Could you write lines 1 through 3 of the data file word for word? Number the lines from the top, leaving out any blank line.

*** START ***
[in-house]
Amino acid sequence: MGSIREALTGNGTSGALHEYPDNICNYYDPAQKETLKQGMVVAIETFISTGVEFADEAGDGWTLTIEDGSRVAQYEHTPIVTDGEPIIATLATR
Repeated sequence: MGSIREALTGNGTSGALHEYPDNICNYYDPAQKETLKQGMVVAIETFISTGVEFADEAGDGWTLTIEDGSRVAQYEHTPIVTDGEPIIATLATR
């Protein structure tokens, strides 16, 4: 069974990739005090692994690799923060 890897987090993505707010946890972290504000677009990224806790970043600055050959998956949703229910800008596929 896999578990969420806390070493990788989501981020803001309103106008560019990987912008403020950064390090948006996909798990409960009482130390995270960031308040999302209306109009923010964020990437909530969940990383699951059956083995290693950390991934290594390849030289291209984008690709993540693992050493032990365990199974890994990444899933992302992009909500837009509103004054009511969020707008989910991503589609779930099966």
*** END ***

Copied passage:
[in-house]
Amino acid sequence: MGSIREALTGNGTSGALHEYPDNICNYYDPAQKETLKQGMVVAIETFISTGVEFADEAGDGWTLTIEDGSRVAQYEHTPIVTDGEPIIATLATR
Repeated sequence: MGSIREALTGNGTSGALHEYPDNICNYYDPAQKETLKQGMVVAIETFISTGVEFADEAGDGWTLTIEDGSRVAQYEHTPIVTDGEPIIATLATR